James.P.Lux at jpl.nasa.gov
Mon Oct 28 12:12:19 PST 2002
At 01:57 PM 10/28/2002 -0500, Robert G. Brown wrote:
>On Mon, 28 Oct 2002, Steve Gaudet wrote:
> > You might want to reconsider how you have your UPS plugged into your surge
> > strips. Your current configuration is not wired correctly. The UPS has
> > surge built in and nothing should be between it and the power source.
> > Coming out of the UPS is a surge protector. Therefore, all you need is
> > cheap power strips with no surge in it.
> > Of course it will work but it is against National Electrical Code. Any
> > of inspector can fine you for this configuration. Keep in mind that all
> > UPS's have surge protection built into them. The correct scenario would be
> > to plug PDU's into the UPS for receptacle distribution. PDU's do not have
> > any surge protection built into them.
>This is the second or third time I've heard this little-known bit of the
>NEC cited (that one cannot plug surge strips into surge strips). Being
>the curious sort, I wonder why this is the case (that is, what is the
>hazard avoided by not doing this). I can't offhand see why plugging a
>surge protector into a surge protector would do anything but provide one
>with marginally greater surge protection and three de facto overcurrent
>circuit breakers in the circuit instead of two.
>Anybody know? I like to understand this sort of thing, and not just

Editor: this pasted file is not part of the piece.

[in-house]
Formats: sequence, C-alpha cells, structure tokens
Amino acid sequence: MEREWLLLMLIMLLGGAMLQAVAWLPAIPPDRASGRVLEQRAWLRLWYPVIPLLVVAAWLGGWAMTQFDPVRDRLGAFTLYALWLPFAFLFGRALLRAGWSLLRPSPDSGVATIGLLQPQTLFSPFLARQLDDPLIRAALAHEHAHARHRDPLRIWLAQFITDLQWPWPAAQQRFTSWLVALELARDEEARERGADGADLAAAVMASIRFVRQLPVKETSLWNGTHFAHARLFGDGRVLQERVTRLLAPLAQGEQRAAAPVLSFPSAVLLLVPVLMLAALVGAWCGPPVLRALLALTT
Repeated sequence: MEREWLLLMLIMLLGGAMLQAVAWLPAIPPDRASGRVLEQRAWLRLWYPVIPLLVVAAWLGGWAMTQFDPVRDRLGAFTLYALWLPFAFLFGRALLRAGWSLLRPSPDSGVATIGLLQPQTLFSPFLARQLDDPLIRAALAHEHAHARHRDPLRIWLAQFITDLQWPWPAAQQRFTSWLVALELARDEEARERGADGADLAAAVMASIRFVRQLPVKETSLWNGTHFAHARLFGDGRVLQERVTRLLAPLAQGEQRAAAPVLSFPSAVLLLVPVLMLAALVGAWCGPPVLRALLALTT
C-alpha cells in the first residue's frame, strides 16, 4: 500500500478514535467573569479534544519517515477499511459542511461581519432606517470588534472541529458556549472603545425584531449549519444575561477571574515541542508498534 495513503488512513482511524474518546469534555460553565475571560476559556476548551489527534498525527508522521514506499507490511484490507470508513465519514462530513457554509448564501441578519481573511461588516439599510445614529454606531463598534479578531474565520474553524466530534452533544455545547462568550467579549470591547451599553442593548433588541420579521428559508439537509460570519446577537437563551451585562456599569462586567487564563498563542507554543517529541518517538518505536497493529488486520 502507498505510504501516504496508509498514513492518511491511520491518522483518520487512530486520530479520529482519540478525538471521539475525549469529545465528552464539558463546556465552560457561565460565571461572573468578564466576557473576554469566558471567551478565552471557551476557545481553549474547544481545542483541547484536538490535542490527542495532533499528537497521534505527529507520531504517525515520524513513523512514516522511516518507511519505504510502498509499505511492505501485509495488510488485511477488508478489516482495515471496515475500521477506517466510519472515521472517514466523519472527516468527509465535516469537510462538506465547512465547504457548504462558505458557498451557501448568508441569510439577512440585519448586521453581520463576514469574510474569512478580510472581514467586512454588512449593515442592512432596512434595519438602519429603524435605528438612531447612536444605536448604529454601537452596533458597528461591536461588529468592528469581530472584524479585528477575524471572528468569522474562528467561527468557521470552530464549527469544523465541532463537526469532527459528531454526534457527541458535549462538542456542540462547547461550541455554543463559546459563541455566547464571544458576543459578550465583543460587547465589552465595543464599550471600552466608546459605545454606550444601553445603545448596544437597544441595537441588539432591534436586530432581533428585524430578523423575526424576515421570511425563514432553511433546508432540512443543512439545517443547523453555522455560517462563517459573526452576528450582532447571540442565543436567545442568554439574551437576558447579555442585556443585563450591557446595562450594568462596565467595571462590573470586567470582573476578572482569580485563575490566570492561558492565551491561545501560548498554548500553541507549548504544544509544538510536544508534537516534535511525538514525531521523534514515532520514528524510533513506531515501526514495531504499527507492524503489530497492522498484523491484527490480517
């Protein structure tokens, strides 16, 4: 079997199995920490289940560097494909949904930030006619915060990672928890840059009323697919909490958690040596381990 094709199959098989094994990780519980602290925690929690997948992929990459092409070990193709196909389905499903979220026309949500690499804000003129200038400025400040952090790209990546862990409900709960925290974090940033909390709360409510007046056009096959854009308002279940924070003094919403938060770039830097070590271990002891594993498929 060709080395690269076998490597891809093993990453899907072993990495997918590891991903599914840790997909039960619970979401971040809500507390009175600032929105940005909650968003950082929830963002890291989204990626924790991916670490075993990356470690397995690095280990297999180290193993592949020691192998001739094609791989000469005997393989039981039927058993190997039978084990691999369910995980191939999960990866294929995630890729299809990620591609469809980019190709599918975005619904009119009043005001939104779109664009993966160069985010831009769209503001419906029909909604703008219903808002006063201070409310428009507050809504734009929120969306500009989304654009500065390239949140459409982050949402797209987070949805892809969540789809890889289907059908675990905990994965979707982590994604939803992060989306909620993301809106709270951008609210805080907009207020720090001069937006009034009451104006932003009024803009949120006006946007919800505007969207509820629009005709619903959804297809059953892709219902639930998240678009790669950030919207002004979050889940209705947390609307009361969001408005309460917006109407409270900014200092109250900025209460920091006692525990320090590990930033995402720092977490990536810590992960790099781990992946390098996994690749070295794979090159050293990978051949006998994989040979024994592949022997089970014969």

>avoid it because an inspector would fine me.
I too, wonder... last week I happened to be studying the 2002 NEC, and I
don't recall anything about this in there, but then, I was looking for
information on grounding. In fact, in general, the NEC is more applied to
permanent installations, rather than "cord connected utilization
equipment", which is more of a UL issue (which, in turn, is really more of
a sales, consumer safety, and between you and your fire insurance company
(or safety inspector)..)
Sure, ganging chains of plug strips (of any kind) is sort of a "bad thing",
but I wouldn't be so sure that the NEC covers it.
So, just which article of the NEC covers it?
One might also consider that most surge protectors are a "parallel",
"across the line" device, as opposed to a "series" or "through" device. If
so, anything else plugged into the same branch circuit would be protected,
whether upstream or downstream of the protector, although, depending on the
lengths of the wires, the inductance might make it moot.
This doesn't go for actual EMI filters, which are series devices.
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